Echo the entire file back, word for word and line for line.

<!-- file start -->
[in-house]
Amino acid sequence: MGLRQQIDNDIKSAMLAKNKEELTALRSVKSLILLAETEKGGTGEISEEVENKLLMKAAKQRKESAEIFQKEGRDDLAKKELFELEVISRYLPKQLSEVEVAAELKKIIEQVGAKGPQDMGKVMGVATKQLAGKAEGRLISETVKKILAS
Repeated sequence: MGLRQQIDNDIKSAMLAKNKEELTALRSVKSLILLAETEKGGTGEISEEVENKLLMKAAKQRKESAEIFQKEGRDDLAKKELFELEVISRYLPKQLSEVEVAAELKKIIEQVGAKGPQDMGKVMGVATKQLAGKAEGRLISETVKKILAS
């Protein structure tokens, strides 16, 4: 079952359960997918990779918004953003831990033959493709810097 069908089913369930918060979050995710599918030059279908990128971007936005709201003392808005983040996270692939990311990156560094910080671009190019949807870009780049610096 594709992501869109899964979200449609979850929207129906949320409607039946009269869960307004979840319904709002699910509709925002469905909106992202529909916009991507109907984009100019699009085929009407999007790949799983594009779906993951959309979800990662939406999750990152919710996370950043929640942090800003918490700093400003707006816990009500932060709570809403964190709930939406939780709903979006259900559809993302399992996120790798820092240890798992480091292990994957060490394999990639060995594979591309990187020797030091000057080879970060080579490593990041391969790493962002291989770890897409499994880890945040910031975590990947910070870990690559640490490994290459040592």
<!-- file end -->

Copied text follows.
[in-house]
Amino acid sequence: MGLRQQIDNDIKSAMLAKNKEELTALRSVKSLILLAETEKGGTGEISEEVENKLLMKAAKQRKESAEIFQKEGRDDLAKKELFELEVISRYLPKQLSEVEVAAELKKIIEQVGAKGPQDMGKVMGVATKQLAGKAEGRLISETVKKILAS
Repeated sequence: MGLRQQIDNDIKSAMLAKNKEELTALRSVKSLILLAETEKGGTGEISEEVENKLLMKAAKQRKESAEIFQKEGRDDLAKKELFELEVISRYLPKQLSEVEVAAELKKIIEQVGAKGPQDMGKVMGVATKQLAGKAEGRLISETVKKILAS
């Protein structure tokens, strides 16, 4: 079952359960997918990779918004953003831990033959493709810097 069908089913369930918060979050995710599918030059279908990128971007936005709201003392808005983040996270692939990311990156560094910080671009190019949807870009780049610096 594709992501869109899964979200449609979850929207129906949320409607039946009269869960307004979840319904709002699910509709925002469905909106992202529909916009991507109907984009100019699009085929009407999007790949799983594009779906993951959309979800990662939406999750990152919710996370950043929640942090800003918490700093400003707006816990009500932060709570809403964190709930939406939780709903979006259900559809993302399992996120790798820092240890798992480091292990994957060490394999990639060995594979591309990187020797030091000057080879970060080579490593990041391969790493962002291989770890897409499994880890945040910031975590990947910070870990690559640490490994290459040592």